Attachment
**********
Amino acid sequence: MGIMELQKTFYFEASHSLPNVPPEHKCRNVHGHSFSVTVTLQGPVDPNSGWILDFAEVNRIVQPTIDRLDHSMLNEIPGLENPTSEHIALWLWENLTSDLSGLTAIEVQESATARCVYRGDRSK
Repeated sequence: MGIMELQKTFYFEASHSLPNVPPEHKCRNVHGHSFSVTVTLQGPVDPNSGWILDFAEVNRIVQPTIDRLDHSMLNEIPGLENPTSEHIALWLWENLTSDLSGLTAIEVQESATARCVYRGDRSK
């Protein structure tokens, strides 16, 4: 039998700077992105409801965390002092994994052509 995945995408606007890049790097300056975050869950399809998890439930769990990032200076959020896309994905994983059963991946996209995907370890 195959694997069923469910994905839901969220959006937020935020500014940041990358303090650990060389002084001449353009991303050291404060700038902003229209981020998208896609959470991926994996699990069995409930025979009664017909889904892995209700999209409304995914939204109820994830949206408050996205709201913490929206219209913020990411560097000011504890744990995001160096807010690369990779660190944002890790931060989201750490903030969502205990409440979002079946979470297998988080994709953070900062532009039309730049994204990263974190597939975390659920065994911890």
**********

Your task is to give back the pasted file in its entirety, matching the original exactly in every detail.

Amino acid sequence: MGIMELQKTFYFEASHSLPNVPPEHKCRNVHGHSFSVTVTLQGPVDPNSGWILDFAEVNRIVQPTIDRLDHSMLNEIPGLENPTSEHIALWLWENLTSDLSGLTAIEVQESATARCVYRGDRSK
Repeated sequence: MGIMELQKTFYFEASHSLPNVPPEHKCRNVHGHSFSVTVTLQGPVDPNSGWILDFAEVNRIVQPTIDRLDHSMLNEIPGLENPTSEHIALWLWENLTSDLSGLTAIEVQESATARCVYRGDRSK
């Protein structure tokens, strides 16, 4: 039998700077992105409801965390002092994994052509 995945995408606007890049790097300056975050869950399809998890439930769990990032200076959020896309994905994983059963991946996209995907370890 195959694997069923469910994905839901969220959006937020935020500014940041990358303090650990060389002084001449353009991303050291404060700038902003229209981020998208896609959470991926994996699990069995409930025979009664017909889904892995209700999209409304995914939204109820994830949206408050996205709201913490929206219209913020990411560097000011504890744990995001160096807010690369990779660190944002890790931060989201750490903030969502205990409440979002079946979470297998988080994709953070900062532009039309730049994204990263974190597939975390659920065994911890």